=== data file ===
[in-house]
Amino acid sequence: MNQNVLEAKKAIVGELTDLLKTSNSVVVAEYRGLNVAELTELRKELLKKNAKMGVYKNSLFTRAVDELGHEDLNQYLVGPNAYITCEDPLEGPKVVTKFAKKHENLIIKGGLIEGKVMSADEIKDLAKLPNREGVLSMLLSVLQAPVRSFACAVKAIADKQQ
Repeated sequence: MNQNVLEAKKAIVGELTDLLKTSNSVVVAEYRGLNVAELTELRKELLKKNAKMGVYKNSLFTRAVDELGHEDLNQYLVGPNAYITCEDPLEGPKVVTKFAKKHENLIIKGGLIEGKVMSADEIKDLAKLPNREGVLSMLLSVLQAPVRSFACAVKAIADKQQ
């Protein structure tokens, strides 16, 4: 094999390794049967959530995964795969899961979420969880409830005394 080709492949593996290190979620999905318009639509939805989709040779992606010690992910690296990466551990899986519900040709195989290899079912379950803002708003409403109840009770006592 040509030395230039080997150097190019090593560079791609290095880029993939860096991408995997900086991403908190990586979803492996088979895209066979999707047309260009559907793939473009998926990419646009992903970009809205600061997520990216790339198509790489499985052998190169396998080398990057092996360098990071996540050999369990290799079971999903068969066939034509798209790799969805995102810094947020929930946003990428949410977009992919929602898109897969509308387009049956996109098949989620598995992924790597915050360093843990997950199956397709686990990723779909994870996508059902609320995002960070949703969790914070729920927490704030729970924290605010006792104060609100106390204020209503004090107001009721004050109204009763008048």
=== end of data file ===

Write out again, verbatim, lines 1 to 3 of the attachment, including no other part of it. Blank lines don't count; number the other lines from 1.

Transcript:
[in-house]
Amino acid sequence: MNQNVLEAKKAIVGELTDLLKTSNSVVVAEYRGLNVAELTELRKELLKKNAKMGVYKNSLFTRAVDELGHEDLNQYLVGPNAYITCEDPLEGPKVVTKFAKKHENLIIKGGLIEGKVMSADEIKDLAKLPNREGVLSMLLSVLQAPVRSFACAVKAIADKQQ
Repeated sequence: MNQNVLEAKKAIVGELTDLLKTSNSVVVAEYRGLNVAELTELRKELLKKNAKMGVYKNSLFTRAVDELGHEDLNQYLVGPNAYITCEDPLEGPKVVTKFAKKHENLIIKGGLIEGKVMSADEIKDLAKLPNREGVLSMLLSVLQAPVRSFACAVKAIADKQQ